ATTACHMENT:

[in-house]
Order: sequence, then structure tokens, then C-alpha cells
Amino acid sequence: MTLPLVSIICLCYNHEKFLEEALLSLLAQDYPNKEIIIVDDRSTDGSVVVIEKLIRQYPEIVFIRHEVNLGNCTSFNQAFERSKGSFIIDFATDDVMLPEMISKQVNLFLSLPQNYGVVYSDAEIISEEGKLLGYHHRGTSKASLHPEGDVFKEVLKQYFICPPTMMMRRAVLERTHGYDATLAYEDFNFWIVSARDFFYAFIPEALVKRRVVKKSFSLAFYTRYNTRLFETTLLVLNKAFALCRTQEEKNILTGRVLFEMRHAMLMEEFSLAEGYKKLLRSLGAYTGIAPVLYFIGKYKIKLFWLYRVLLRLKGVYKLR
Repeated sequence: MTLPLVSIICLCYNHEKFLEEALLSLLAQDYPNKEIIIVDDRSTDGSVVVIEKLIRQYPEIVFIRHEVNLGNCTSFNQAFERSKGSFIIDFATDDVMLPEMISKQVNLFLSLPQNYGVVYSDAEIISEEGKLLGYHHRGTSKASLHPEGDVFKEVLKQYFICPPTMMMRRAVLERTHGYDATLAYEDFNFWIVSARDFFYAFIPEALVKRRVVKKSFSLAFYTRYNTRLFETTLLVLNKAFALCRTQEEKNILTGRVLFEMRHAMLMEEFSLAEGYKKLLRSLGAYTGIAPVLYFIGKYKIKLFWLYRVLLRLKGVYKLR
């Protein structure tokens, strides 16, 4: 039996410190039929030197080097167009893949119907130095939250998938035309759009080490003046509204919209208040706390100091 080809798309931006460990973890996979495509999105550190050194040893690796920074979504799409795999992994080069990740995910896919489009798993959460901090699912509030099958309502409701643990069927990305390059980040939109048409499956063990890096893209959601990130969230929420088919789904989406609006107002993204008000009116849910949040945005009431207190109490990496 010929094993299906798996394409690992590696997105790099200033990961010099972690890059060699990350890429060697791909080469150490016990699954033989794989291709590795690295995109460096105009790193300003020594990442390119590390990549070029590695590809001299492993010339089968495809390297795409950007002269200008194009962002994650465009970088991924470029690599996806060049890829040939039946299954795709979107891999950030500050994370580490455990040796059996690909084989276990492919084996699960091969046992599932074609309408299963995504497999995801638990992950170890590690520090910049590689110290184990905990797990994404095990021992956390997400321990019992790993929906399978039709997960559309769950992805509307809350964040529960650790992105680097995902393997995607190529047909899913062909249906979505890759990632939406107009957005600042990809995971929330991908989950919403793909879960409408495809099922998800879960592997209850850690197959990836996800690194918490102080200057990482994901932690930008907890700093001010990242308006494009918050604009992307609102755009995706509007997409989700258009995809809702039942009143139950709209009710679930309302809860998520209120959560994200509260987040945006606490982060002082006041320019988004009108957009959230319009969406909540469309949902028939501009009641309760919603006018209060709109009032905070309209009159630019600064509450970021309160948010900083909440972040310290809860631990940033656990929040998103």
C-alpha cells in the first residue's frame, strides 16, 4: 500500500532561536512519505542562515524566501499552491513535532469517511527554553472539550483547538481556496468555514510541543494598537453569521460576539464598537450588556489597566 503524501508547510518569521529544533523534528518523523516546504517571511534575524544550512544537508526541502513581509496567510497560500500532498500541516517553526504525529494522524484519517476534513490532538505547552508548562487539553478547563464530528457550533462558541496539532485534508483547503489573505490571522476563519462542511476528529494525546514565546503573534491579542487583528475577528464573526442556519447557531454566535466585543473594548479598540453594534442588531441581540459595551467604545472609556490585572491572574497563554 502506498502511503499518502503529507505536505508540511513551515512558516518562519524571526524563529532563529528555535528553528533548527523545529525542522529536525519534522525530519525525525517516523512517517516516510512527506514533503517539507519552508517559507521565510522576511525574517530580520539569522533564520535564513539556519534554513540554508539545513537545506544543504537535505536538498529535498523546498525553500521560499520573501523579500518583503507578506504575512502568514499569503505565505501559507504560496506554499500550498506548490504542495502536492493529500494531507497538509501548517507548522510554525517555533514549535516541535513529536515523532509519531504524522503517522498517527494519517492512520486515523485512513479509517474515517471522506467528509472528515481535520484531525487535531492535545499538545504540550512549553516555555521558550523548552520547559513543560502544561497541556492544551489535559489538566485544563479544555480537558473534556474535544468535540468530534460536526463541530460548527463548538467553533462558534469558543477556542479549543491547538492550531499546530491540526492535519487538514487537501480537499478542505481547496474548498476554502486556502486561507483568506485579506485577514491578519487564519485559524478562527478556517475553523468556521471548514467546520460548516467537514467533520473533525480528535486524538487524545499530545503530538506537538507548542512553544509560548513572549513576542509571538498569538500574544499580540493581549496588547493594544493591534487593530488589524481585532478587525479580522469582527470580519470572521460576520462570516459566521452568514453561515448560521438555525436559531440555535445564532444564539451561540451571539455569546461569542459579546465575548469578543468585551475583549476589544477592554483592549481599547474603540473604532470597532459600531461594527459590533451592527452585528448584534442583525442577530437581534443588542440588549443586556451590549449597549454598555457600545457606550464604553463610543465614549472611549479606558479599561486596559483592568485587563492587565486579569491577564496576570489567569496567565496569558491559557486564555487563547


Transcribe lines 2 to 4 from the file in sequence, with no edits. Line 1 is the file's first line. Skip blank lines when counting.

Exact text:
Order: sequence, then structure tokens, then C-alpha cells
Amino acid sequence: MTLPLVSIICLCYNHEKFLEEALLSLLAQDYPNKEIIIVDDRSTDGSVVVIEKLIRQYPEIVFIRHEVNLGNCTSFNQAFERSKGSFIIDFATDDVMLPEMISKQVNLFLSLPQNYGVVYSDAEIISEEGKLLGYHHRGTSKASLHPEGDVFKEVLKQYFICPPTMMMRRAVLERTHGYDATLAYEDFNFWIVSARDFFYAFIPEALVKRRVVKKSFSLAFYTRYNTRLFETTLLVLNKAFALCRTQEEKNILTGRVLFEMRHAMLMEEFSLAEGYKKLLRSLGAYTGIAPVLYFIGKYKIKLFWLYRVLLRLKGVYKLR
Repeated sequence: MTLPLVSIICLCYNHEKFLEEALLSLLAQDYPNKEIIIVDDRSTDGSVVVIEKLIRQYPEIVFIRHEVNLGNCTSFNQAFERSKGSFIIDFATDDVMLPEMISKQVNLFLSLPQNYGVVYSDAEIISEEGKLLGYHHRGTSKASLHPEGDVFKEVLKQYFICPPTMMMRRAVLERTHGYDATLAYEDFNFWIVSARDFFYAFIPEALVKRRVVKKSFSLAFYTRYNTRLFETTLLVLNKAFALCRTQEEKNILTGRVLFEMRHAMLMEEFSLAEGYKKLLRSLGAYTGIAPVLYFIGKYKIKLFWLYRVLLRLKGVYKLR